YUKON May 2012 Part 1

Paul Pratt and I headed out west to Edmonton in late May. From here our plan was to drive northwest through BC towards the Yukon. This was the only territory or province that I have not visited, and had long been on my list of must visit places. In the Peace River area of BC we stopped to add some birds to our provincial list. Many eastern songbirds reach their western limits here and its a great place to add many species that are not easily seen elsewhere in BC. We were also hoping to find some good migrant shorebirds and were not disappointed. One productive little pond found our first night produced 12 species of shorebirds including two stunning HUDSONIAN GODWITS, a WHITE-RUMPED SANDPIPER, two STILT SANDPIPERS and a SHORT-BILLED DOWITCHER. All in all I think I added nearly 30 species to my provincial list. The group that really dominated were warblers, where I think I added eleven new ticks! The BLACK-THROATED GREEN WARBLER below was one of our key targets.

After a night in Ft. Nelson, we headed on towards Watson Lake in the southeastern Yukon. The scenery and mammal watching along this route were superb, especially in the latter half. Indeed, we saw no fewer than 18 bears along the roadside today! Unlike the zoo like atmosphere of the mountain parks in Alberta, here we basically had the bears to ourselves. They grazed and foraged along the wide margins of the highway corridor and seemed unaffected by our presence. The highlight was finding a mother and two yearling GRIZZLY BEARS right beside the road. We spent almost an hour photographing them at distances down to ten feet! During the entire time, only two cars stopped briefly to watch with us. It was an outstanding experience. Below is a pic of one of the yearling GRIZZLIES which was distinctly blonde rather than dark brown.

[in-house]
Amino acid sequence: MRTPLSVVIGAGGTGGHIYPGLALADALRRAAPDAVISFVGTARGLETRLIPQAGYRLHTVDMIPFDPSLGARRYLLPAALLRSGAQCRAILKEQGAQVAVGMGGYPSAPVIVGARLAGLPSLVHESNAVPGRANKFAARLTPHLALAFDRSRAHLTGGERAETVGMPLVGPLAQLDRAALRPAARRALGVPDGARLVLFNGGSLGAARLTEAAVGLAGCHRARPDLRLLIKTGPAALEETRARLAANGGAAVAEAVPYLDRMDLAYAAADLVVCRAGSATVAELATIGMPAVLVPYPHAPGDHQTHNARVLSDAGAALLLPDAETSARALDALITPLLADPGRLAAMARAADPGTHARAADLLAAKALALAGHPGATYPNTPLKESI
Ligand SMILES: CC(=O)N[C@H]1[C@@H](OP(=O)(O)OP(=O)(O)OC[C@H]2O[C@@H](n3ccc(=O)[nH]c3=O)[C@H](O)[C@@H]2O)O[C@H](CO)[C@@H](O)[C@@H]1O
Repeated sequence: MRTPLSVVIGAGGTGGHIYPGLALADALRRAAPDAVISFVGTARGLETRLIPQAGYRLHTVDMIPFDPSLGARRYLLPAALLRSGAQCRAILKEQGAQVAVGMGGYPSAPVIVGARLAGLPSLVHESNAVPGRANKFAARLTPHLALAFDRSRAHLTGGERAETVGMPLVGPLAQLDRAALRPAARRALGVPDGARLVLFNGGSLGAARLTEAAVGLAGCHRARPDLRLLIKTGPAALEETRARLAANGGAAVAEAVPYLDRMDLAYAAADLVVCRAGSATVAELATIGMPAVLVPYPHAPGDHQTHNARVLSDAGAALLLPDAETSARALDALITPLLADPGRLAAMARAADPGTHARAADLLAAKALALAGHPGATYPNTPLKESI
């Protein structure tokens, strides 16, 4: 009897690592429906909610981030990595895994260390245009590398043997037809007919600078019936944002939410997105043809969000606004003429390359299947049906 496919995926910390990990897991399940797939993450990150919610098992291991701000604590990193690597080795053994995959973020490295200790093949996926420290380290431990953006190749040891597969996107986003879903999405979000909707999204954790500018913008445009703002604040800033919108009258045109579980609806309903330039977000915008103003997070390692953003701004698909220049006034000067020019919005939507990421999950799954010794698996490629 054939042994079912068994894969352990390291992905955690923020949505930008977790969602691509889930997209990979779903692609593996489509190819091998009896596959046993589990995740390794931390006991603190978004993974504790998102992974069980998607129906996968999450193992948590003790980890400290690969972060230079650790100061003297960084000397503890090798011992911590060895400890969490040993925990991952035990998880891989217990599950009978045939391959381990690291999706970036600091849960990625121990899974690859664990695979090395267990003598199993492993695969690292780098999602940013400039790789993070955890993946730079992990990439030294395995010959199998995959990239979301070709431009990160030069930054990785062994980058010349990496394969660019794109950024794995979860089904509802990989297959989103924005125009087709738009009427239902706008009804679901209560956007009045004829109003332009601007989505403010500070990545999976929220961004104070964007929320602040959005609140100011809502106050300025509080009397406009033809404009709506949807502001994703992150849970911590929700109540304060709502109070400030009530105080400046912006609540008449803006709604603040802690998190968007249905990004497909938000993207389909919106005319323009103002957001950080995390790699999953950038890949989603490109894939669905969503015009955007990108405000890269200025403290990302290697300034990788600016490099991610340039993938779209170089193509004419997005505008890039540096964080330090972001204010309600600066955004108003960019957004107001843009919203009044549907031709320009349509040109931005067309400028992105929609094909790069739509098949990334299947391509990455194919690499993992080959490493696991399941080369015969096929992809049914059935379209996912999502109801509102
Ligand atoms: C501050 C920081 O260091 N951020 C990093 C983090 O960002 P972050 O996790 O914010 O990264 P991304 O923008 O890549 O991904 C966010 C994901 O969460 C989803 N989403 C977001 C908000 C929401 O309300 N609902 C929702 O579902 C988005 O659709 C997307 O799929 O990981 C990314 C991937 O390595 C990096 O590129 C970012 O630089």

Okay so I have to admit that when he sits on his haunches like that he is incredibly cute. Both of the young bears stayed close to mom most of the time. Here is a closer shot of mom and the young blondie. The difference in pelage colour in the blonde yearling is due to fill flash (it was getting quite dark).

For most of the time the bears foraged about 40 meters from us, and they never seemed concerned with our presence. At one point though the blonde yearling became really curious and walked right up the embankment and up to the driver side door (mine!!!). He started to rear up and I frantically reached for the window power button so he couldn't come in! He did not seem upset - just curious. Nonetheless it was a bit of an adrenaline rush for both of us! Below is a photo I took when he was right at the gravel road edge by the door.

We finally arrived at Watson Lake late in the evening. Seeing as my Yukon list was at well... ZERO, I managed to add about thirty species between 9 pm and getting to bed. Among these were a GRAY-CHEEKED THRUSH and a stunning PACIFIC LOON sitting peacefully on a small lake right beside the highway.We stayed at a basic but comfortable and clean motel called the AIR FORCE LODGE. It has shared bathrooms and showers which I normally dont go for, but I would definitely use this place again (and indeed we did twice more on this trip).

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